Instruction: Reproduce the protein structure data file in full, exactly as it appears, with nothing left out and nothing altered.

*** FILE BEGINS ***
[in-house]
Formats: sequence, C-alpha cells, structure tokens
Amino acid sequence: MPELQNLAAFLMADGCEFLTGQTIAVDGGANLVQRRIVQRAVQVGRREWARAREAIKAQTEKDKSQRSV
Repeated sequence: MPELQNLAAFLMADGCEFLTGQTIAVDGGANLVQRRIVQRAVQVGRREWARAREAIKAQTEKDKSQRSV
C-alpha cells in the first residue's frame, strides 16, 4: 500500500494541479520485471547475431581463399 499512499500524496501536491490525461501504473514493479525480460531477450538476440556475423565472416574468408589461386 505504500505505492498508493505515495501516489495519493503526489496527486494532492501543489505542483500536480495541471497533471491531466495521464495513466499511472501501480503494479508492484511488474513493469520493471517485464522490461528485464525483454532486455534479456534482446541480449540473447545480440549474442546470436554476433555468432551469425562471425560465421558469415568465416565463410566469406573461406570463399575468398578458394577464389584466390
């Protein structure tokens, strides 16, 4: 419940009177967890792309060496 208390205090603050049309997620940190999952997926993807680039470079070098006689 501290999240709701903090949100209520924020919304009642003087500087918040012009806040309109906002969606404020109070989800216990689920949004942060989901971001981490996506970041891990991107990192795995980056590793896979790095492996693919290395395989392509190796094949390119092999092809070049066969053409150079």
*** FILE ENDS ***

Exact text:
[in-house]
Formats: sequence, C-alpha cells, structure tokens
Amino acid sequence: MPELQNLAAFLMADGCEFLTGQTIAVDGGANLVQRRIVQRAVQVGRREWARAREAIKAQTEKDKSQRSV
Repeated sequence: MPELQNLAAFLMADGCEFLTGQTIAVDGGANLVQRRIVQRAVQVGRREWARAREAIKAQTEKDKSQRSV
C-alpha cells in the first residue's frame, strides 16, 4: 500500500494541479520485471547475431581463399 499512499500524496501536491490525461501504473514493479525480460531477450538476440556475423565472416574468408589461386 505504500505505492498508493505515495501516489495519493503526489496527486494532492501543489505542483500536480495541471497533471491531466495521464495513466499511472501501480503494479508492484511488474513493469520493471517485464522490461528485464525483454532486455534479456534482446541480449540473447545480440549474442546470436554476433555468432551469425562471425560465421558469415568465416565463410566469406573461406570463399575468398578458394577464389584466390
């Protein structure tokens, strides 16, 4: 419940009177967890792309060496 208390205090603050049309997620940190999952997926993807680039470079070098006689 501290999240709701903090949100209520924020919304009642003087500087918040012009806040309109906002969606404020109070989800216990689920949004942060989901971001981490996506970041891990991107990192795995980056590793896979790095492996693919290395395989392509190796094949390119092999092809070049066969053409150079």